After-school service providers should balance the discursive materials they use and provide in their learning environments. Although the neoliberal discourse of “work-readiness” is useful for connecting with the local media industries and businesses and for enabling the frames of project-based learning and professional filmmaking, it has an economic bias that overemphasizes market logic. Using such a discourse can create limitations in the development of a public voice because it tends to focus on issues related to productivity and professional media standards, addressing an adult audience of industry and business players. Citizenship needs to be imagined beyond neoliberal discourse. Combining the “work-readiness” discourse with other discourses that address social justice, civics, and politics can help to create richer and more balanced discursive materials. By doing so, it might be possible to diversify the kind of audience that young filmmakers address with their media texts, helping them to embrace amateur production standards, garner connections that are more sustainable, and tell stories that are more personally and socially meaningful to them. As seen in the case of the CAP, the kind of connections made during the program, based on “work-readiness” and productivity, did not last after Antonio and Sergio graduated from high school.

The paths that Antonio and Sergio navigated after finishing the CAP and high school graduation reveal the harsh reality of evolving socioeconomic and opportunity divides in the United States and the inequalities of creative cities like Austin. In a context of rapid sociotechnical change and a neoliberal economy, leveling the playing field by providing access to technology in less-advantaged communities and preparing them to be the future creative workforce turns out to be paradoxical. Although minority youth can practice new media literacies, gain 21st-century skills, articulate identities as creative workers and raise their public voices while they participate in after-school programs like the CAP, broader systemic-level disjunctures remain. In order to help bridge those divides, after-school programs should develop a networked approach in which they work in closer collaboration with a variety of private and public institutions including commercial, academic, cultural, and civic organizations. In this way, promises of social equity can be shared among several actors and a more robust and sustainable system of support can be provided for less-advantaged youth.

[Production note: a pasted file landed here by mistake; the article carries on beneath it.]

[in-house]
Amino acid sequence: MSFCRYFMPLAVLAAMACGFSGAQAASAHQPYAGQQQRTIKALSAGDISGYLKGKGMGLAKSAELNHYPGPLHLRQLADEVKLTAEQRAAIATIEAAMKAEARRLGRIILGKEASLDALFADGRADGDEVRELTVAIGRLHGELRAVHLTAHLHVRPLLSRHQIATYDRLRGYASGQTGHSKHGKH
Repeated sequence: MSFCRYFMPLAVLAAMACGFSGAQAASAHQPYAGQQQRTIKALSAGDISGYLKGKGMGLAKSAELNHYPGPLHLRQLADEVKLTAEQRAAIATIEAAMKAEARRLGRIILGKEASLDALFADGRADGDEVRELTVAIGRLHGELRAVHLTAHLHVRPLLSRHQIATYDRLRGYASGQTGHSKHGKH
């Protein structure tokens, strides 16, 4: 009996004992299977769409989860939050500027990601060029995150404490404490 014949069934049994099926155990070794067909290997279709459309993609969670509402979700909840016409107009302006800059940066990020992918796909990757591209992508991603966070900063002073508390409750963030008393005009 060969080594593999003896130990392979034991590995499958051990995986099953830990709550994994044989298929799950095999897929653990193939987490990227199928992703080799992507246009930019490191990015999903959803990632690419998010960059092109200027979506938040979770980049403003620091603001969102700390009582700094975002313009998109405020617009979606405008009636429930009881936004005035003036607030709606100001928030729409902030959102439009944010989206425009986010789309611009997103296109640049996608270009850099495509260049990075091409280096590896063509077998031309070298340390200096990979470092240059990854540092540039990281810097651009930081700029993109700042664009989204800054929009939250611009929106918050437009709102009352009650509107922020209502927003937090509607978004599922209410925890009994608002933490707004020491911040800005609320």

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Papert, Seymour, and Idit Harel. “Situating Constructionism.” In Constructionism (New York City: Ablex Publishing Corporation, 1991). http://www.papert.org/articles/SituatingConstructionism.html.

Partnership for 21st Century Skills. Learning for the 21st Century. Washington, D.C.: Partnership for 21st Century Skills, 2003. Accessed December 11, 2015. http://www.21stcenturyskills.org/images/stories/ otherdocs/p21up_Report.pdf.

Patterson, Jean A. “21st Century Learning Initiatives as a Manifestation of Neoliberalism.” Neoliberalizing Educational Reform: America’s Quest for Profitable Market-Colonies and the Undoing of Public Good, edited by Keith M. Sturges. Rotterdam, The Netherlands: Sense Publishers, 2015.

Peppler, Kylie, and Yasmin Kafai. “From Supergood to Scratch: Exploring Creative Digital Media Production in Informal Learning.” Media, Learning, and Technology 32, no. 2 (2007): 149-166.

Resnick, Mitchel, Natalie Rusk, and Stina Cooke. “Computer Clubhouse: Technological Fluency in the Inner City.” In High Technology and Low-Income Communities, edited by D. Schon, B. Sanyal, and W. Mitchell. Cambridge, MA: MIT Press, 1998.

Rose, Mike. “21st Century Skills: Education’s New Cliché,” Truthdig (blog), December 8, 2009. http://www.truthdig.com/report/item/21st_century_skills_educations_new_cliche_20091208.

Rusk, Natalie, Mitchel Resnick, and Stina Cooke. “Origins and Guiding Principles of the Computer Clubhouse.” In The Computer Clubhouse: Constructionism and Creativity in Youth Communities, edited by Y. Kafai, K. Peppler, and R. Chapman. New York: Teachers College Press, 2009.

Sefton-Green, Julian. Learning at Not-School. Cambridge, MA: MIT Press, 2013.

Sullivan, Tricia, Vander Leest, and Andrew Gordon. Work and Play in the Information Age: Technology Utilization in Boys & Girls Clubs of America. Seattle: University of Washington, 2008.

Texas Education Agency. 2012-2013 Texas Performance Reporting System (TPRS). Austin: Texas Education Agency, 2013. Accessed June 2, 2013. http://ritter.tea.state.tx.us/perfreport/tprs/2013/index.html.